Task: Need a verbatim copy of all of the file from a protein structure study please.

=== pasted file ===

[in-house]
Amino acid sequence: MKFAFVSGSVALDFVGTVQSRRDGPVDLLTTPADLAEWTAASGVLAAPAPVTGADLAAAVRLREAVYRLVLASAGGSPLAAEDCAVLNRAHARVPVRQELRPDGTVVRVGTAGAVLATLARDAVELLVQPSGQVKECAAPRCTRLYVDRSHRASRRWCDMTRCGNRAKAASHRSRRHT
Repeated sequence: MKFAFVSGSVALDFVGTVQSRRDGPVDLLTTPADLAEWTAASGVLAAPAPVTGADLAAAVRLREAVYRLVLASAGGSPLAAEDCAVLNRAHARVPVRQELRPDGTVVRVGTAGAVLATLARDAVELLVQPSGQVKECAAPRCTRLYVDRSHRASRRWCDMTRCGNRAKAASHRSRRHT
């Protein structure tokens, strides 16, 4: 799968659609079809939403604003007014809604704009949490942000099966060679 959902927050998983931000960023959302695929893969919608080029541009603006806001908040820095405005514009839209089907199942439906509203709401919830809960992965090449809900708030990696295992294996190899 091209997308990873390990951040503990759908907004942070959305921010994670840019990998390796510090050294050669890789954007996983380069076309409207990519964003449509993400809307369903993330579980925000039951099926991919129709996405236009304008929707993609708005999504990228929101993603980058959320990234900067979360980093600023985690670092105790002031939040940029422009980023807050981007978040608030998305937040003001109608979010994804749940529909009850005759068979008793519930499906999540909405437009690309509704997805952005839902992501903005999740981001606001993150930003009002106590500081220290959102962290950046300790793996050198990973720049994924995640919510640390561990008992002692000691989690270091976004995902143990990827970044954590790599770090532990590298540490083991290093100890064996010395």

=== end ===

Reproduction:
[in-house]
Amino acid sequence: MKFAFVSGSVALDFVGTVQSRRDGPVDLLTTPADLAEWTAASGVLAAPAPVTGADLAAAVRLREAVYRLVLASAGGSPLAAEDCAVLNRAHARVPVRQELRPDGTVVRVGTAGAVLATLARDAVELLVQPSGQVKECAAPRCTRLYVDRSHRASRRWCDMTRCGNRAKAASHRSRRHT
Repeated sequence: MKFAFVSGSVALDFVGTVQSRRDGPVDLLTTPADLAEWTAASGVLAAPAPVTGADLAAAVRLREAVYRLVLASAGGSPLAAEDCAVLNRAHARVPVRQELRPDGTVVRVGTAGAVLATLARDAVELLVQPSGQVKECAAPRCTRLYVDRSHRASRRWCDMTRCGNRAKAASHRSRRHT
């Protein structure tokens, strides 16, 4: 799968659609079809939403604003007014809604704009949490942000099966060679 959902927050998983931000960023959302695929893969919608080029541009603006806001908040820095405005514009839209089907199942439906509203709401919830809960992965090449809900708030990696295992294996190899 091209997308990873390990951040503990759908907004942070959305921010994670840019990998390796510090050294050669890789954007996983380069076309409207990519964003449509993400809307369903993330579980925000039951099926991919129709996405236009304008929707993609708005999504990228929101993603980058959320990234900067979360980093600023985690670092105790002031939040940029422009980023807050981007978040608030998305937040003001109608979010994804749940529909009850005759068979008793519930499906999540909405437009690309509704997805952005839902992501903005999740981001606001993150930003009002106590500081220290959102962290950046300790793996050198990973720049994924995640919510640390561990008992002692000691989690270091976004995902143990990827970044954590790599770090532990590298540490083991290093100890064996010395």